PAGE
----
If you are enrolled in Medicare for your health care coverage – or you soon will be – it is important to have a good understanding of the different types of plans that are available. While Original Medicare (which is Medicare Part A and Part B), and Medicare Advantage are the most widely known options, there are some additional forms of coverage for some Medicare enrollees who are eligible. One such alternative is a Medicare Special Needs Plan.
Medicare Special Needs Plans (SNPs) are private Medicare Part C (Medicare Advantage) plans that serve certain qualifying individuals or groups of Medicare enrollees, such as those who:
There are actually a few different versions of Medicare Special Needs Plan (SNP) available – and each of these plans can provide varying services and costs. For instance, if the SNP is a part of a Health Maintenance Organization (HMO), it will generally require that enrollees obtain their health care services from hospitals and doctors that are listed in the plan’s provider network. (This differs from Original Medicare in that Medicare Part A and B allow enrollees to see any doctor or provider).
It is important to note that unlike Medicare Part A and Part B – which offer the same set of benefits to all enrollees – Medicare Special Needs Plans can differ, based on what is offered by the insurance companies that provide them. In addition, an insurance carrier may offer more than just one Medicare Special Needs Plan in certain areas.
Also, private insurance companies that provide Medicare Special Needs Plans may opt to end their SNPs. Remember, these are actually special Medicare Advantage plans and, just like “regular” Medicare Advantage plans, insurance companies can offer them, and then take them away. Every year, they decide what plans they are going to offer in a certain county, and they (almost) constantly adjust the offerings and the benefits found within those plans. So, they may offer a SNP plan one year, and not, the next. You’ve got to stay on top of it every AEP and read your plan documents.
The cost of a Medicare Special Needs Plan will vary, based on the plan that you choose. Sometimes they come with a monthly premium, most of the time, they do not. Here’s a link to SNP plans found in Louisiana, just for an example. Sometimes, you have to have both Medicare and Medicaid (also known as a dual-SNP *pronounced SNIP) to qualify.
Typically, the premium that you pay will be the same or similar to the cost of having a Medicare Advantage (Medicare Part C) plan. If, however, you are eligible for Medicare and Medicaid, it is likely all of your Medicare Special Needs Plan costs will be covered for you, as well as all of your copays, coinsurance amounts, prescription drugs, etc.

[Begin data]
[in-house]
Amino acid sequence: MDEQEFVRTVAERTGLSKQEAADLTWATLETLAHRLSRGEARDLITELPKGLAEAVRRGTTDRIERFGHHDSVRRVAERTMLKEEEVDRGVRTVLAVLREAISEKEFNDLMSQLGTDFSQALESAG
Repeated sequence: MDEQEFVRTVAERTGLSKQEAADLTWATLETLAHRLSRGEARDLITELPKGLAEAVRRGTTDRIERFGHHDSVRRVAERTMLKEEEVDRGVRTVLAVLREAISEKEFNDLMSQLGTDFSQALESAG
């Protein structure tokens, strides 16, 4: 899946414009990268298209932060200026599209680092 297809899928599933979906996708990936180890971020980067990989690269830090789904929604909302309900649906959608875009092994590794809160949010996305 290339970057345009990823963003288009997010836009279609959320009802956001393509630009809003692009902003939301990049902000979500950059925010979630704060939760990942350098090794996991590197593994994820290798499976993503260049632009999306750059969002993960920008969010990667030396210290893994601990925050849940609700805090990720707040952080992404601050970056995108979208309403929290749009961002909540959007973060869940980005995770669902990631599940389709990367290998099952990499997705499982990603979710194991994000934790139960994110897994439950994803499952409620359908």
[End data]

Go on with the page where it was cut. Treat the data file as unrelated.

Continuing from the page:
Making sure that you are following your doctor’s orders and taking the right medication(s) at the proper time can be a key to getting – and remaining – in good health. For that reason, there are some Medicare Special Needs Plans that offer care coordination services.
For instance, if your Medicare SNP plan offers this service, then you may have access to a care coordinator who will assist you with getting – and taking – the right prescription drugs. They may also help you with choosing and eating healthy meals, and monitoring your blood pressure, blood sugar, and / or other key health related aspects.
If you are receiving both Medicare and Medicaid benefits, then a care coordinator could help you to coordinate your benefits with each of these entities, as well as provide additional assistance such as accessing community resources that are available to you.
There are several benefits for being enrolled in a Medicare Special Needs Plan. For example, because SNPs require that prescription drugs also be covered, there is no need to obtain additional coverage for this (such as a stand-alone Medicare Part D prescription drug plan).
In addition, there are some Medicare Special Needs Plans that provide specialized services for their enrollees, such as regular access to nurses and / or care managers. And, for those who are dual eligibles (i.e., those who are enrolled in both Medicare and Medicaid), a Special Needs Plan may even offer coordination of these coverages for you.
Because Medicare Special Needs Plans are only open to those who meet certain criteria, it is possible that you may not always be qualified for an SNP plan. With that in mind, if you do end up losing your eligibility for an SNP plan, then you will have a Medicare Special Enrollment Period during which you can make another health care coverage choice.
This Special Enrollment Period time frame will begin when your Medicare Special Needs Plan notifies you that you are no longer eligible for the SNP plan, and it will continue throughout a given grace period. Given that, it is essential that you carefully review all of your new coverage options in order to ensure that you will continue receiving the benefits that best fit your particular needs.
For additional information regarding Medicare Special Needs Plans, you can visit Medicare’s website by going to www.Medicare.gov, and then search for Medicare Special Needs Plans. You can also contact Medicare toll-free by phone at (800) MEDICARE.
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Author Bio: Ben started Prepare for Medicare in 2014 to help people help people get objective answers to questions about Medicare. He’s held leadership roles at numerous Fortune 500 Medicare health insurers in product development, sales, marketing and strategy for over 20 years.
How Medicare Special Needs Plans (SNPs) Work. https://www.medicare.gov/sign-up-change-plans/types-of-medicare-health-plans/how-medicare-special-needs-plans-snps-work